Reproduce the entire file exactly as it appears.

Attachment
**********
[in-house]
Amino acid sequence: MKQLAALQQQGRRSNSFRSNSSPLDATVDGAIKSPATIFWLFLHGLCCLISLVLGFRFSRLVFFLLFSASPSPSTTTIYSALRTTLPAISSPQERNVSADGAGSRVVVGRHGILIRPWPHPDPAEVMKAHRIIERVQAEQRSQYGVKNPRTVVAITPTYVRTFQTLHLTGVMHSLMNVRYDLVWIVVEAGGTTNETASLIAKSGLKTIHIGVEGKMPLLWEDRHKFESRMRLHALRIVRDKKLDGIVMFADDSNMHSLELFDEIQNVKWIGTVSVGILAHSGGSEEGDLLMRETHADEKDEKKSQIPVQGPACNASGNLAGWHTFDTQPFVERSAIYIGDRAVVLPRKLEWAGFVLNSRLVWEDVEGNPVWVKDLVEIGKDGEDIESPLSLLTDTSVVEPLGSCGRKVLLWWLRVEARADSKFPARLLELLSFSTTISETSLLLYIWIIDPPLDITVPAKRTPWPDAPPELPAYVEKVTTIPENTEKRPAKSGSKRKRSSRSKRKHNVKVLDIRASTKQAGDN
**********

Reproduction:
[in-house]
Amino acid sequence: MKQLAALQQQGRRSNSFRSNSSPLDATVDGAIKSPATIFWLFLHGLCCLISLVLGFRFSRLVFFLLFSASPSPSTTTIYSALRTTLPAISSPQERNVSADGAGSRVVVGRHGILIRPWPHPDPAEVMKAHRIIERVQAEQRSQYGVKNPRTVVAITPTYVRTFQTLHLTGVMHSLMNVRYDLVWIVVEAGGTTNETASLIAKSGLKTIHIGVEGKMPLLWEDRHKFESRMRLHALRIVRDKKLDGIVMFADDSNMHSLELFDEIQNVKWIGTVSVGILAHSGGSEEGDLLMRETHADEKDEKKSQIPVQGPACNASGNLAGWHTFDTQPFVERSAIYIGDRAVVLPRKLEWAGFVLNSRLVWEDVEGNPVWVKDLVEIGKDGEDIESPLSLLTDTSVVEPLGSCGRKVLLWWLRVEARADSKFPARLLELLSFSTTISETSLLLYIWIIDPPLDITVPAKRTPWPDAPPELPAYVEKVTTIPENTEKRPAKSGSKRKRSSRSKRKHNVKVLDIRASTKQAGDN